Stressed Out? Three Practical Ways To Keep Stress At Bay

April 12, 2013

What do small business owners sacrifice most in running their enterprises? “Time for myself” was reported by 57 percent of 1,300 small business respondents to a 2012 survey reported in the Bank of America Small Business Owner Report. Following that response were 37 percent who said they give up keeping physically fit and 18 percent who forego maintaining healthy relationships with a spouse or partner.


These statistics show how consuming small business ownership can be. Along with those sacrifices comes a lot of stress that can undermine not only an owner’s health but ultimately—and most ironically—the health of their business, too. That’s because stress can lead to short tempers, general crankiness and impatience, all of which can turn-off both employees, causing their turnover, and customers, causing them to go elsewhere.


So, what kinds of practical, work-day things can small business owners do to keep stress away? Here are three ideas:


• Establish systems. Every business, small and large, has routine procedures for getting work done, but they’re often not documented or practiced systematically. In fact, a multibillion-dollar, global industry called “ISO 9000” arose decades ago around the simple rule, “document what you do and do what you document.”


Problem is, small businesses often do the same thing uniquely each time, when they might take a hard look at eliminating the steps involved and follow the streamlined procedure each time thereafter. Even saving 15 minutes a day over a 300-day year is 75 hours—enough to take some time for yourself perhaps?  


Systems can be as simple as checklists for opening and closing a store, a log book for phone messages, or your daily login procedure for the cash register. Sit with your employees and brainstorm everyone’s daily activities to determine those that may be totally unproductive (to be eliminated); marginally productive (decide if it’s worth keeping); and highly productive (systematize, if not already). Also, you could try to contact owners of successful, long-standing small businesses in your area about the systems they use to save time and get more done each day.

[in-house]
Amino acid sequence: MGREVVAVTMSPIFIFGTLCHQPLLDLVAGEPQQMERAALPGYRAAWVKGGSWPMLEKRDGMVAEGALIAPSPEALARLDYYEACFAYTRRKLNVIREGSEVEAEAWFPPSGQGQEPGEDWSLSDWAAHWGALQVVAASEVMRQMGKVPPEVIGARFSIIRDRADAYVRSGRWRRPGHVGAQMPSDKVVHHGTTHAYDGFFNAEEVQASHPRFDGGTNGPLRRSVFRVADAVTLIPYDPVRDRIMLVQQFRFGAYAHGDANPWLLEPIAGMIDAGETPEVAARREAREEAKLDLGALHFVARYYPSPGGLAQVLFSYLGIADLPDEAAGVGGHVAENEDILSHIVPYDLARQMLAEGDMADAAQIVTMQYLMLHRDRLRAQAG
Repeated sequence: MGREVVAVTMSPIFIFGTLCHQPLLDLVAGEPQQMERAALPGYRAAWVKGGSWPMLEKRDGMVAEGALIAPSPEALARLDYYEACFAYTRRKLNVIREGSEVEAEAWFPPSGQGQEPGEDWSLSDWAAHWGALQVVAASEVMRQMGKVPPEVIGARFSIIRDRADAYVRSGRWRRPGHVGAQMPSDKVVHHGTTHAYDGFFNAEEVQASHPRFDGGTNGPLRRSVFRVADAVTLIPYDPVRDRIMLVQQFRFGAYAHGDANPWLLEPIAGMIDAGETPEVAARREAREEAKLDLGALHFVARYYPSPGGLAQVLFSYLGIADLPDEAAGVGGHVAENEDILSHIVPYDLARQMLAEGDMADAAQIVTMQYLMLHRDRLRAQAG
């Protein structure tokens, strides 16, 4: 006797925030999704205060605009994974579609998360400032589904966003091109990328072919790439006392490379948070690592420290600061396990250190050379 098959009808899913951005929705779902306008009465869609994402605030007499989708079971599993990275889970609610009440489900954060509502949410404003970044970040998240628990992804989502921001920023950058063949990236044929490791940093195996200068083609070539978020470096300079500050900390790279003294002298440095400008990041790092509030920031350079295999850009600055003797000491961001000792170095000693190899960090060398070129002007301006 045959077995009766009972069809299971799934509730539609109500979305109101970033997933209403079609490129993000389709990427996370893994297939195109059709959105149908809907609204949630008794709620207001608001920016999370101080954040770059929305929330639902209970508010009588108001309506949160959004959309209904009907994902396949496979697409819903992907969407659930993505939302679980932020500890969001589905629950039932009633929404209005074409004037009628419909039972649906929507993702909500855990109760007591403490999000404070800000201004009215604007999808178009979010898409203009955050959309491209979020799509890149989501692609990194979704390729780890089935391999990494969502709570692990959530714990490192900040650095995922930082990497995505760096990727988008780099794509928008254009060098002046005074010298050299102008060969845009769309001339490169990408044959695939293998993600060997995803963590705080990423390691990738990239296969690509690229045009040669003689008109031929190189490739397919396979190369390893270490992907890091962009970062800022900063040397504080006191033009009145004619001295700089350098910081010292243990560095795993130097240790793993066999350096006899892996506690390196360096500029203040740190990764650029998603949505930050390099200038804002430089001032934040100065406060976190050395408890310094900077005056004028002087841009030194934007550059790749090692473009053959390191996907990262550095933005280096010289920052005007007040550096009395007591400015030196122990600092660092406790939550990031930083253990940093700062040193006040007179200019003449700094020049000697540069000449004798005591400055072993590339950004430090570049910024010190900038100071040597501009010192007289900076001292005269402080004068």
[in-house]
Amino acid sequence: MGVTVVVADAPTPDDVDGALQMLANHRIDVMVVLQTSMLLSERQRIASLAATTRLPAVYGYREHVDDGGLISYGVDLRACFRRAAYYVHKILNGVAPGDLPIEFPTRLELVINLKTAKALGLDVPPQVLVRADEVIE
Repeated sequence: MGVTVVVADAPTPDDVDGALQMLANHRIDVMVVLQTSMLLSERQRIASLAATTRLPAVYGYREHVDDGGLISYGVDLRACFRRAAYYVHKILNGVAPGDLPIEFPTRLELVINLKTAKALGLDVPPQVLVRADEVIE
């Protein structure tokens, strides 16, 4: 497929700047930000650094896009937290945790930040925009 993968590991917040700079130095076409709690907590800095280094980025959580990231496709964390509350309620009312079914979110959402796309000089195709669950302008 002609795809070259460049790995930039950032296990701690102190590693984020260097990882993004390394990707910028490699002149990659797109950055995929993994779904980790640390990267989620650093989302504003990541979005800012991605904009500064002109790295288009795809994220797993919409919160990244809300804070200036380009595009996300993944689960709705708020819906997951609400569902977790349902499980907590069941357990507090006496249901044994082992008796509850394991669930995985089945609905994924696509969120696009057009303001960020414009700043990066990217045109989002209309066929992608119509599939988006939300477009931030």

• Delegate. If you have employees, use them. This seems like common sense, but many small business owners don’t use employees to their fullest potential. They think they’re too young, too lazy, lacking experience, or don’t have the smarts. In some cases, these might be true but more often than not, employees want to expand their responsibilities because doing so makes them feel more important and part of something bigger than themselves. So, take a serious inventory of everything you do as a small business owner. Then assign the easiest tasks to your employees. Remember, just saving 15 minutes a day adds up fast.


• Outsource.  Whether small business owners know it or not, all of them outsource part of their operations. Electricity, for example, is outsourced to the local utility. Trash pickup is likely outsourced to a waste hauler. Finances might be outsourced to a bookkeeper. But the task many small business owners overlook for outsourcing is cash management.

Why? Because they consider cash too critical to delegate or outsource. Or, they’ve never checked out just what it costs. Fact is, turning cash management over to Garda’s professionals can cost not much more than monthly trash pickup. And it can save a small business owner as much as 30 minutes or more each day—as much as 150 hours or more a year. Plus it’s much more secure. To find out more, check out Garda's CashLINK, a closed-loop system that controls cash from point-of-sale to bank deposit, or Garda’s armored transport and coin services, visit